Tuesday, April 30, 2013

On Objects, and Storytelling

Rob Walker

The theme for this year's annual meeting is Storytelling, and we've recruited Rob Walker, co-designer of the Significant Objects project, as a thought leader to help us explore how stories add tangible value to the objects they are connected to. You can join me on Tuesday, May 21 from 10:15 – 11:30 am for a conversation with Rob about Significant Objects. I invited him to share a bit about the project here on the blog, both to prime us for the meeting, and to share a bit about his work with those who won’t be able to join us in Baltimore.

Every object has a story, right? Actually, I’d argue that’s a bit limiting: Every object has multiple stories. We know the significance of a thing is often linked to its provenance — who made it, out of what, when, and where. But ownership stories matter, too. In fact, who owned and used a thing can completely alter our perception of it. A mass-produced doodad suddenly becomes much more interesting to scrutinize when we learn it was once the property of Andy Warhol, Margaret Thatcher, or Billy the Kid. Ownership stories also come in very personal varieties. The trunk in my home office will never be displayed in a museum, but it means quite a lot to me because it belonged to my father, and his father. The trunk’s connection to my own life story is what makes it a significant.

Thinking about all this led to an experiment that I was involved in with writer and editor Joshua Glenn. We set out to explore another variety of object story: the conjectural, speculative, imagined and outright fictitious. Our hypothesis: Narrative can be such a profound driver of meaning that even an openly false story could add value — measurable value — to an object.

The original Significant Objects experiment involved 100 deliberately low-value, basically meaningless, profoundly insignificant doodads, rounded up from thrift stores, yard sales, and flea markets, at a total cost of $128.74. We recruited 100 writers and storytellers — from best-sellers such as William Gibson and Meg Cabot to literary up-and-comers to television writers, comedians, cartoonists and anyone we believed had an interesting imagination. Each invented a tale concerning one item from our menagerie of ashtrays, coffee mugs, piggy banks, figurines, and the like. Finally, object and story were paired on eBay, with the original thrift-store price as the minimum bid. (It’s important to note that this was not a hoax or other attempt to mislead: Every listing included a prominent notice explaining that “the significance of this object has been invented” by the relevant author, along with a link back to our site for full details.)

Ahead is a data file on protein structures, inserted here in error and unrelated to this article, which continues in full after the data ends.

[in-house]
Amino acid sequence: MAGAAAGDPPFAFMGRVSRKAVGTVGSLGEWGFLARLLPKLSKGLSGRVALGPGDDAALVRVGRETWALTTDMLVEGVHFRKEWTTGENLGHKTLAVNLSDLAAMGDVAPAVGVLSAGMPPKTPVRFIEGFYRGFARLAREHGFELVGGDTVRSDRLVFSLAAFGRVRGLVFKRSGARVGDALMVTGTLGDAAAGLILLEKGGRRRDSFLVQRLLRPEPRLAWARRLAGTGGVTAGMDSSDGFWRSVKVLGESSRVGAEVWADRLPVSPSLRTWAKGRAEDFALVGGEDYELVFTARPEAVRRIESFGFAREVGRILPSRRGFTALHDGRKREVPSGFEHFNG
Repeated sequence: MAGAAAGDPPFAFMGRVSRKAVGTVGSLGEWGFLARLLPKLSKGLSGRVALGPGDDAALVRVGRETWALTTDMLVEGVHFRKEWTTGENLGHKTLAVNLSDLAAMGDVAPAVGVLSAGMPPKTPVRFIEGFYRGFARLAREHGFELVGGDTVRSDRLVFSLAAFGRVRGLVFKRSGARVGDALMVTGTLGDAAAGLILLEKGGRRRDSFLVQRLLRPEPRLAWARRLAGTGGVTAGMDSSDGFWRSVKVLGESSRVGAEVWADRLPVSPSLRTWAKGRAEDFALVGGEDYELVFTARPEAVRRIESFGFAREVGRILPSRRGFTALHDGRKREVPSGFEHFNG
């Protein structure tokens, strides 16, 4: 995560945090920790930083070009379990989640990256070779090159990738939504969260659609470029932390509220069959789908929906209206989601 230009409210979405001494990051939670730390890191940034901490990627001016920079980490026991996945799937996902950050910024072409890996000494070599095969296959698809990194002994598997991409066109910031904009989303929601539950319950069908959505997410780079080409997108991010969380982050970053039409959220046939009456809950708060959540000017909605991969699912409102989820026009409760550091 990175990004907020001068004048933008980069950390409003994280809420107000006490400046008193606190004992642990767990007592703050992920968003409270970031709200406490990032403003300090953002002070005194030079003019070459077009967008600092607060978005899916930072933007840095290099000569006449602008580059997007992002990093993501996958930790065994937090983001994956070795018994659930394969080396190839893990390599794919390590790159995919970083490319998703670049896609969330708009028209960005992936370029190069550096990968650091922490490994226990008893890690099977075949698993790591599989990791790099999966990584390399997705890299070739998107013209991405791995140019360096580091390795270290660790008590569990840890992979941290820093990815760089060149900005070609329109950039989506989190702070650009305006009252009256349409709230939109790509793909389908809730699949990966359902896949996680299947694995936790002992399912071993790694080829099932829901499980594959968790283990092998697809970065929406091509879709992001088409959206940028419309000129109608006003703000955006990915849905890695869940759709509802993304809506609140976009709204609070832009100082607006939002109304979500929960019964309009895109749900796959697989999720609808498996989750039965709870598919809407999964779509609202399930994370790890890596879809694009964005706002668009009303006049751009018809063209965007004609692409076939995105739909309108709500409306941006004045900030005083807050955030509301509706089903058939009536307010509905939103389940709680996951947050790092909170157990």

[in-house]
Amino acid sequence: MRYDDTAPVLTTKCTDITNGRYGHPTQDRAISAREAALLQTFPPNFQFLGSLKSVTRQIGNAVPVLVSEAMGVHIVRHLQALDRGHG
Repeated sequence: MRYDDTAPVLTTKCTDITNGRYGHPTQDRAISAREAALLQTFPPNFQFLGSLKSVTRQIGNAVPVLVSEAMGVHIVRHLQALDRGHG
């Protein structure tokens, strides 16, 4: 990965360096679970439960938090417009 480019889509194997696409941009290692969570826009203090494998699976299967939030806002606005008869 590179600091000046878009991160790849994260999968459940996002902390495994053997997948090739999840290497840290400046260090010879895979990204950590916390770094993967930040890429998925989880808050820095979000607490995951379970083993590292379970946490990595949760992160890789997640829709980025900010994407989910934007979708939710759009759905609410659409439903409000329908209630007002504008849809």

The results: Our stuff sold for $3,612.51 — a whopping “significance premium” of just 2,700%. Every single object sold for more than we’d paid; the top price was $192, the average $36. (The money went to the writers.)

Why did this work? Of the many possible answers to that question, I think there’s one worth zeroing in on here, partly because it involves a development we did not anticipate: The project itself became a kind of story, one that people not only wanted to enjoy, but to shape. We had assumed it would be an enormous challenge, for instance, to persuade writers to participate in this scheme. We were surprised when those we solicited said yes — but outright startled when people began approaching us, volunteering to take a crack at making some bit of yard sale detritus “significant.”

Meanwhile, buyers were sending us pictures of Significant Objects in their new homes, or anecdotes about toting the things to readings by our contributing writers. We realized that on some level owning one of our objects was like buying a souvenir of our experiment. In retrospect this makes perfect sense: A visitor’s inquiry about some tacky statuette in the living room would prompt a pretty great story, after all.

Significant Objects at MOMA
Post on HiLoBrow
Thus we learned that the project had taken on a life of its own — and kept going. We bought more objects, recruited more writers, and converted our operation into a fund-raiser, donating thousands of dollars to nonprofits like 826 National and Girls Write Now. Ultimately publishing more than 220 stories, we played with variations on our theme — selling a “mystery object,” or having three writers invent stories about identical objects, or presenting a multi-object story over several days. We organized an “object slam” as part of San Francisco’s Litquake festival, where audience members invented competing stories about a single thing. I helped organize an event at the Museum of Modern Art, titled The Language of Objects, that involved some of our contributors and other friends responding imaginatively to the museum’s “Talk to Me” exhibition, which concerned human-object communication.

Most recently, when Fantagraphics published a book collecting 100 of the project’s finest pieces, the public radio program Studio 360 invited its listeners to invent stories about three objects that host Kurt Andersen and I picked from a New York City thrift store. There were more than 300 entries.

The lesson in all this for us was that the speculative form of story we’d set out to explore offered a different form of engagement. Imagination led to participation; boundaries got blurred, and our objects turned out not to be an end point, but a starting point.